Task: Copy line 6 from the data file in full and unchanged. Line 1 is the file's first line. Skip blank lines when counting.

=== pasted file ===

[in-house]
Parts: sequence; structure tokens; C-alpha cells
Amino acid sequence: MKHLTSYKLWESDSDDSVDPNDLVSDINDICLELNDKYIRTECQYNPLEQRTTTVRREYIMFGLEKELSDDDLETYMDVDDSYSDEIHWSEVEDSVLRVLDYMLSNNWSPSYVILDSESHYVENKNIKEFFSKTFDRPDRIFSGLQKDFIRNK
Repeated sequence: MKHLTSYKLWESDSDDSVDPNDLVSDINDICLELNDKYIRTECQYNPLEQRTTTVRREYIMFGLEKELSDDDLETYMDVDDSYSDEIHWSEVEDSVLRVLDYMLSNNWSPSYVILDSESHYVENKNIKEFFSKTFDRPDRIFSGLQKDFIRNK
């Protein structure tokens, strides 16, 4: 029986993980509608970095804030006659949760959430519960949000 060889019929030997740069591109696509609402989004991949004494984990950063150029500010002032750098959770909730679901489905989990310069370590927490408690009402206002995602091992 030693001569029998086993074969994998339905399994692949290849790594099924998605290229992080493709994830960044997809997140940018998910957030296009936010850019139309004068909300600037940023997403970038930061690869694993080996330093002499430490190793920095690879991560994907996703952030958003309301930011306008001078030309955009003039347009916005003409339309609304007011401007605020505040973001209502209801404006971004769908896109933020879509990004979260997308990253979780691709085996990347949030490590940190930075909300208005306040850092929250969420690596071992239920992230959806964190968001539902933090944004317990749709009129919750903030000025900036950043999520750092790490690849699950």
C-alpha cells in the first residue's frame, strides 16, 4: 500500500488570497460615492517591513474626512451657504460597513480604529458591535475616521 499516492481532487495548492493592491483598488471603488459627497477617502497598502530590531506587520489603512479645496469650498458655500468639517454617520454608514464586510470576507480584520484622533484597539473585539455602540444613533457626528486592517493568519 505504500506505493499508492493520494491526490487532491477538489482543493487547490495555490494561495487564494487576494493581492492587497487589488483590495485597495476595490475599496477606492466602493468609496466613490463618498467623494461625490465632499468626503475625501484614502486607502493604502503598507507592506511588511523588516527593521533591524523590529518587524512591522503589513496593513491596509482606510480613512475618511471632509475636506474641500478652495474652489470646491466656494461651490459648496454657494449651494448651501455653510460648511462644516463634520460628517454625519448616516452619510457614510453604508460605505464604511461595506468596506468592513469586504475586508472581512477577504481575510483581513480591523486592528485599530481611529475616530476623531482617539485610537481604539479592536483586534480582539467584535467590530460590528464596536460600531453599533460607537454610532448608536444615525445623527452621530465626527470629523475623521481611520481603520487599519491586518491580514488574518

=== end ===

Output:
C-alpha cells in the first residue's frame, strides 16, 4: 500500500488570497460615492517591513474626512451657504460597513480604529458591535475616521 499516492481532487495548492493592491483598488471603488459627497477617502497598502530590531506587520489603512479645496469650498458655500468639517454617520454608514464586510470576507480584520484622533484597539473585539455602540444613533457626528486592517493568519 505504500506505493499508492493520494491526490487532491477538489482543493487547490495555490494561495487564494487576494493581492492587497487589488483590495485597495476595490475599496477606492466602493468609496466613490463618498467623494461625490465632499468626503475625501484614502486607502493604502503598507507592506511588511523588516527593521533591524523590529518587524512591522503589513496593513491596509482606510480613512475618511471632509475636506474641500478652495474652489470646491466656494461651490459648496454657494449651494448651501455653510460648511462644516463634520460628517454625519448616516452619510457614510453604508460605505464604511461595506468596506468592513469586504475586508472581512477577504481575510483581513480591523486592528485599530481611529475616530476623531482617539485610537481604539479592536483586534480582539467584535467590530460590528464596536460600531453599533460607537454610532448608536444615525445623527452621530465626527470629523475623521481611520481603520487599519491586518491580514488574518